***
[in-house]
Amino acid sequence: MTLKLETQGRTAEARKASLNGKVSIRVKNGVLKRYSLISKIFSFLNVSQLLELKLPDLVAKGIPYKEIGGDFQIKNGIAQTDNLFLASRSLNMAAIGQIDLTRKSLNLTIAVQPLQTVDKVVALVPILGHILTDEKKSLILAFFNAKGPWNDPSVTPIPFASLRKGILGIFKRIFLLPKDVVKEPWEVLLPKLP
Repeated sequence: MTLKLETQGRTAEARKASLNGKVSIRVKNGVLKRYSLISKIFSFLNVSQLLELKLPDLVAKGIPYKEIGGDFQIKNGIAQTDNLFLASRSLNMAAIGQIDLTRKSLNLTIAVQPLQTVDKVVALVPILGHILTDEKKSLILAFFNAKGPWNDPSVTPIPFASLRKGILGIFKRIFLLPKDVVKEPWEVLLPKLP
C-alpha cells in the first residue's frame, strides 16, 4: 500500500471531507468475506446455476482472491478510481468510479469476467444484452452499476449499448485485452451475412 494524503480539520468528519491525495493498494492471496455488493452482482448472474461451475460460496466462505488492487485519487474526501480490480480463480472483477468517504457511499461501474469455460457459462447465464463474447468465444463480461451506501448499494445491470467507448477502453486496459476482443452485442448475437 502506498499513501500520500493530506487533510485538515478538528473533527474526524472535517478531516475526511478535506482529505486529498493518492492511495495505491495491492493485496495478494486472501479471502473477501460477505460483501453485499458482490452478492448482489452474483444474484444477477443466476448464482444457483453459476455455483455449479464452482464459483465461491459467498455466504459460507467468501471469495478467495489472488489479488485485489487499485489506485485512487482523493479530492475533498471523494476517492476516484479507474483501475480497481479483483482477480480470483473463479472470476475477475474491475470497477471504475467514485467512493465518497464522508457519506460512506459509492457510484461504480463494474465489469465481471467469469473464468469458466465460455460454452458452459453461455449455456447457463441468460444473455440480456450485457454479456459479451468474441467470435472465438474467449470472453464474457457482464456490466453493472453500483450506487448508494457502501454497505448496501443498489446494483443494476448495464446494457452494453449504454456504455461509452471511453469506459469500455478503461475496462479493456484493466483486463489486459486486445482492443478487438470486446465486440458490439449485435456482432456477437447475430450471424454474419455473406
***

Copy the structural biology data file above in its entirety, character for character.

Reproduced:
[in-house]
Amino acid sequence: MTLKLETQGRTAEARKASLNGKVSIRVKNGVLKRYSLISKIFSFLNVSQLLELKLPDLVAKGIPYKEIGGDFQIKNGIAQTDNLFLASRSLNMAAIGQIDLTRKSLNLTIAVQPLQTVDKVVALVPILGHILTDEKKSLILAFFNAKGPWNDPSVTPIPFASLRKGILGIFKRIFLLPKDVVKEPWEVLLPKLP
Repeated sequence: MTLKLETQGRTAEARKASLNGKVSIRVKNGVLKRYSLISKIFSFLNVSQLLELKLPDLVAKGIPYKEIGGDFQIKNGIAQTDNLFLASRSLNMAAIGQIDLTRKSLNLTIAVQPLQTVDKVVALVPILGHILTDEKKSLILAFFNAKGPWNDPSVTPIPFASLRKGILGIFKRIFLLPKDVVKEPWEVLLPKLP
C-alpha cells in the first residue's frame, strides 16, 4: 500500500471531507468475506446455476482472491478510481468510479469476467444484452452499476449499448485485452451475412 494524503480539520468528519491525495493498494492471496455488493452482482448472474461451475460460496466462505488492487485519487474526501480490480480463480472483477468517504457511499461501474469455460457459462447465464463474447468465444463480461451506501448499494445491470467507448477502453486496459476482443452485442448475437 502506498499513501500520500493530506487533510485538515478538528473533527474526524472535517478531516475526511478535506482529505486529498493518492492511495495505491495491492493485496495478494486472501479471502473477501460477505460483501453485499458482490452478492448482489452474483444474484444477477443466476448464482444457483453459476455455483455449479464452482464459483465461491459467498455466504459460507467468501471469495478467495489472488489479488485485489487499485489506485485512487482523493479530492475533498471523494476517492476516484479507474483501475480497481479483483482477480480470483473463479472470476475477475474491475470497477471504475467514485467512493465518497464522508457519506460512506459509492457510484461504480463494474465489469465481471467469469473464468469458466465460455460454452458452459453461455449455456447457463441468460444473455440480456450485457454479456459479451468474441467470435472465438474467449470472453464474457457482464456490466453493472453500483450506487448508494457502501454497505448496501443498489446494483443494476448495464446494457452494453449504454456504455461509452471511453469506459469500455478503461475496462479493456484493466483486463489486459486486445482492443478487438470486446465486440458490439449485435456482432456477437447475430450471424454474419455473406